40 years of life and crime in the Music Biz - gHacks Tech News

ADVERTISEMENT

40 years of life and crime in the Music Biz

Yogi send me an interesting article published at the Guardian Online written by Simon Napier-Bell who has been a part of the Music Industry for over forty years. In it he takes a look back at the beginning of his career, how the Music Industry evolved in the wrong direction to finally experience today's meltdown.

I really enjoyed reading the article, how all those small record companies were bought by the majors, how artists had to sign deals that put them at a serious disadvantage if they wanted to sell records, how 2/3 of all Radio stations in the United States were controlled to only play music that was sanctioned and so on.

He is describing the changes that take place these days, that artists sign up at independent labels that give them better contracts and more rights. Wonderful article, really worth a read but be prepared, it's a long one.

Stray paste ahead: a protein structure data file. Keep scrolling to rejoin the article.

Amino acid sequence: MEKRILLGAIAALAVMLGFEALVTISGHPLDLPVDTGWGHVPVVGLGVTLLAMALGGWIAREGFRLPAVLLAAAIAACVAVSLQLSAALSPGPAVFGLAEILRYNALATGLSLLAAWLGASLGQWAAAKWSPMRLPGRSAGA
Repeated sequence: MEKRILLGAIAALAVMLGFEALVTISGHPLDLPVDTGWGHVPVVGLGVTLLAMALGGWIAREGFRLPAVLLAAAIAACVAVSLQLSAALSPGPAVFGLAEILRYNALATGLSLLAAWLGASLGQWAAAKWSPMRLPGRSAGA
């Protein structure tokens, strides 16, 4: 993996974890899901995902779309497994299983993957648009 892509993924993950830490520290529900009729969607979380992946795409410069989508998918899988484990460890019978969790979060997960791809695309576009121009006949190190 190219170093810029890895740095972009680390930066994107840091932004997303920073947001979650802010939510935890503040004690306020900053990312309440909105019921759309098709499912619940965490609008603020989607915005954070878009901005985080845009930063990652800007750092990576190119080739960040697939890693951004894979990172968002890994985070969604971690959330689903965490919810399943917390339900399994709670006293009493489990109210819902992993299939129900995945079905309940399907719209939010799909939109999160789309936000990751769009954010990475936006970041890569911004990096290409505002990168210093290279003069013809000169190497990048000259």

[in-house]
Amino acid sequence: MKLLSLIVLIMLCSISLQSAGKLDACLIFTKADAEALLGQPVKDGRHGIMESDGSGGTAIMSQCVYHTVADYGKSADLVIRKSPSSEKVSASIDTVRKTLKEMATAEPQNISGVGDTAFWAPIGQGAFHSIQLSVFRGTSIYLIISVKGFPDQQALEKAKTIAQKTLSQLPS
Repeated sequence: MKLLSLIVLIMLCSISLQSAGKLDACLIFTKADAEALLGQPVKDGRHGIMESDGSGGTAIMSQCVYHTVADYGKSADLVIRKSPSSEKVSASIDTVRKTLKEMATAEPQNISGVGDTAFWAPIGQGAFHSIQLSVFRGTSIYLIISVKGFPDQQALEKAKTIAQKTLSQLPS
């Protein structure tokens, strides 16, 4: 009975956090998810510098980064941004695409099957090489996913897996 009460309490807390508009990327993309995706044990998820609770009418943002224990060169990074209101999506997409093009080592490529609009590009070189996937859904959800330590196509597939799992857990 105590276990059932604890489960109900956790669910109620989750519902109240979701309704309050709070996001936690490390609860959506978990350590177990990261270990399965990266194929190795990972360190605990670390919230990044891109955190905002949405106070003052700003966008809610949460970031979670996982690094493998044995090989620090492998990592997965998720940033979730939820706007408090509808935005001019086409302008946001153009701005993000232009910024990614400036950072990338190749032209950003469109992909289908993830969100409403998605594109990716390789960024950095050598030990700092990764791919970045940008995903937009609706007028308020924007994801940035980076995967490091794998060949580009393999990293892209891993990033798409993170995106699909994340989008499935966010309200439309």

But out of every 10 signed nine will fail. A contract with a major record company was always a 90 per cent guarantee of failure. In the boardroom the talk was never of music, only of units sold. Artists were never the product; the product was discs - 10 cents' worth of vinyl selling for $10 - 10,000 per cent profit - the highest mark-up in all of retail marketing. Artists were simply an ingredient, without even the basic rights of employees.

Imagine the outcry if people working in a factory were told that the cost of the products they were making would be deducted from their wages, which anyway would only be paid if the company managed to sell the products. Or that they would have to work for the company for a minimum of 10 years and, at the company's discretion, could be transferred to any other company at any time.

Advertisement

Previous Post: «
Next Post: »

Comments

There are no comments on this post yet, be the first one to share your thoughts!

Leave a Reply

Check the box to consent to your data being stored in line with the guidelines set out in our privacy policy

We love comments and welcome thoughtful and civilized discussion. Rudeness and personal attacks will not be tolerated. Please stay on-topic.
Please note that your comment may not appear immediately after you post it.